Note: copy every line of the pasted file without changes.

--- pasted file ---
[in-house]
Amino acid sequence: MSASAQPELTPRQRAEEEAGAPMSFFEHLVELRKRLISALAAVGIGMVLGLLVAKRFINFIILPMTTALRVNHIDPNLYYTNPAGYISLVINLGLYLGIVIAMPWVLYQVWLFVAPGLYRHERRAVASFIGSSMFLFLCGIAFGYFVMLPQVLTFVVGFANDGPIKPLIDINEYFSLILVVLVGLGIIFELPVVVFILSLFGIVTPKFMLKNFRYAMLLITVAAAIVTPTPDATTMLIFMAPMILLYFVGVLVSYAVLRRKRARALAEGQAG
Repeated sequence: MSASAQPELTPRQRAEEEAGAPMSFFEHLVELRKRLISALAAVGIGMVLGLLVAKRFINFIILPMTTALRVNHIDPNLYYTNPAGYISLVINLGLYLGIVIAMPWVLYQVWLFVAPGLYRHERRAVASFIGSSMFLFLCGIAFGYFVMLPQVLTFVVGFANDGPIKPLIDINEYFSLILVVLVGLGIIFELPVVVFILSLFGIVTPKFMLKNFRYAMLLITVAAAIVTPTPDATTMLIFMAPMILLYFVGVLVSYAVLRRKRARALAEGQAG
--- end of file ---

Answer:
[in-house]
Amino acid sequence: MSASAQPELTPRQRAEEEAGAPMSFFEHLVELRKRLISALAAVGIGMVLGLLVAKRFINFIILPMTTALRVNHIDPNLYYTNPAGYISLVINLGLYLGIVIAMPWVLYQVWLFVAPGLYRHERRAVASFIGSSMFLFLCGIAFGYFVMLPQVLTFVVGFANDGPIKPLIDINEYFSLILVVLVGLGIIFELPVVVFILSLFGIVTPKFMLKNFRYAMLLITVAAAIVTPTPDATTMLIFMAPMILLYFVGVLVSYAVLRRKRARALAEGQAG
Repeated sequence: MSASAQPELTPRQRAEEEAGAPMSFFEHLVELRKRLISALAAVGIGMVLGLLVAKRFINFIILPMTTALRVNHIDPNLYYTNPAGYISLVINLGLYLGIVIAMPWVLYQVWLFVAPGLYRHERRAVASFIGSSMFLFLCGIAFGYFVMLPQVLTFVVGFANDGPIKPLIDINEYFSLILVVLVGLGIIFELPVVVFILSLFGIVTPKFMLKNFRYAMLLITVAAAIVTPTPDATTMLIFMAPMILLYFVGVLVSYAVLRRKRARALAEGQAG